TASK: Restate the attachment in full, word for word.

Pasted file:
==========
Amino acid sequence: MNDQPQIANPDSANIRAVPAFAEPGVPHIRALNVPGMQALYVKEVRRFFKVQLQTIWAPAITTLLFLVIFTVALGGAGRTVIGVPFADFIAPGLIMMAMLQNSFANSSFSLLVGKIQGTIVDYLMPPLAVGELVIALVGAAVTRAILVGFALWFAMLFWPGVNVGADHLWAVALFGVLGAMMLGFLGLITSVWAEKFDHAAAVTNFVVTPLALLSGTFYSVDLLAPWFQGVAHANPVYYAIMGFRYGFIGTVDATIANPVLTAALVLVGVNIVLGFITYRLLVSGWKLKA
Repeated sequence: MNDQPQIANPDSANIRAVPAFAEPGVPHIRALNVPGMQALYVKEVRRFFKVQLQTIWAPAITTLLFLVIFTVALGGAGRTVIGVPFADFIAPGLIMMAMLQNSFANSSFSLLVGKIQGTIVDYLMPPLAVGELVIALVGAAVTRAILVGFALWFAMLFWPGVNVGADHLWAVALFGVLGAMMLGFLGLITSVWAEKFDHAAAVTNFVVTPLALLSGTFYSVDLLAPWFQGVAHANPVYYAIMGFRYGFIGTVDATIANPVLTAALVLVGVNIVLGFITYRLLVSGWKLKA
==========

Amino acid sequence: MNDQPQIANPDSANIRAVPAFAEPGVPHIRALNVPGMQALYVKEVRRFFKVQLQTIWAPAITTLLFLVIFTVALGGAGRTVIGVPFADFIAPGLIMMAMLQNSFANSSFSLLVGKIQGTIVDYLMPPLAVGELVIALVGAAVTRAILVGFALWFAMLFWPGVNVGADHLWAVALFGVLGAMMLGFLGLITSVWAEKFDHAAAVTNFVVTPLALLSGTFYSVDLLAPWFQGVAHANPVYYAIMGFRYGFIGTVDATIANPVLTAALVLVGVNIVLGFITYRLLVSGWKLKA
Repeated sequence: MNDQPQIANPDSANIRAVPAFAEPGVPHIRALNVPGMQALYVKEVRRFFKVQLQTIWAPAITTLLFLVIFTVALGGAGRTVIGVPFADFIAPGLIMMAMLQNSFANSSFSLLVGKIQGTIVDYLMPPLAVGELVIALVGAAVTRAILVGFALWFAMLFWPGVNVGADHLWAVALFGVLGAMMLGFLGLITSVWAEKFDHAAAVTNFVVTPLALLSGTFYSVDLLAPWFQGVAHANPVYYAIMGFRYGFIGTVDATIANPVLTAALVLVGVNIVLGFITYRLLVSGWKLKA